New medical technologies are adopted by practising physicians at varying rates. Thrombolytic therapy is an example of a technological advance that many physicians have seemed reluctant to employ. A random sample of board certified internists was surveyed by mail to study factors that influence decisions to use thrombolytic agents. Variables important in predicting use were identified by discriminant analysis. In general users and non-users had similar assumptions about the risks and benefits of this technology. Among the important predictor variables were a perception of having patients suitable for treatment, availability of the agents and self-rating of knowledge about this therapy. Among questions related to type of practice and education, only subspecialization and textbook reading were important discriminators. These results suggest that decisions to adopt new technologies do not follow simply from risk-benefit assessments.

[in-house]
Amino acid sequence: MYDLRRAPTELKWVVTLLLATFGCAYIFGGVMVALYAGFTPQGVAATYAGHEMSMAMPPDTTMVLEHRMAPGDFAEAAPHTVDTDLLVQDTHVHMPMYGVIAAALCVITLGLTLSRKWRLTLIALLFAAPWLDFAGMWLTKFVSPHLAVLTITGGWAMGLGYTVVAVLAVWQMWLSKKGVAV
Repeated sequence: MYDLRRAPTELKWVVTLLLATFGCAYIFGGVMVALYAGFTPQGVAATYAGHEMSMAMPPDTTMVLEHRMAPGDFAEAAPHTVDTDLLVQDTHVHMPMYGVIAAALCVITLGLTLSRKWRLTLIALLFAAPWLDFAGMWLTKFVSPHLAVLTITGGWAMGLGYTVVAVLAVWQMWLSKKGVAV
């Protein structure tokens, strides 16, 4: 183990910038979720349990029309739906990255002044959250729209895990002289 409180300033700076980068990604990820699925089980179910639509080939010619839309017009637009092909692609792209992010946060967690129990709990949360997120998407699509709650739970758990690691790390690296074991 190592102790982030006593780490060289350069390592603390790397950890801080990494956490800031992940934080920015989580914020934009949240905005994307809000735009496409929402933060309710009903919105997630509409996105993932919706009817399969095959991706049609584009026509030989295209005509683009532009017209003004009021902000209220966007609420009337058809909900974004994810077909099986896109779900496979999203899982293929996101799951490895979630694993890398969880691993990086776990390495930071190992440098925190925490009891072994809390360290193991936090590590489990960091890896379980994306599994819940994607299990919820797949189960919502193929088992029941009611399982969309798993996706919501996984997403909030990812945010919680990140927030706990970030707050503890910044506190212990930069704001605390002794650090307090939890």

ASJC Scopus subject areas
- Health(social science)
- History and Philosophy of Science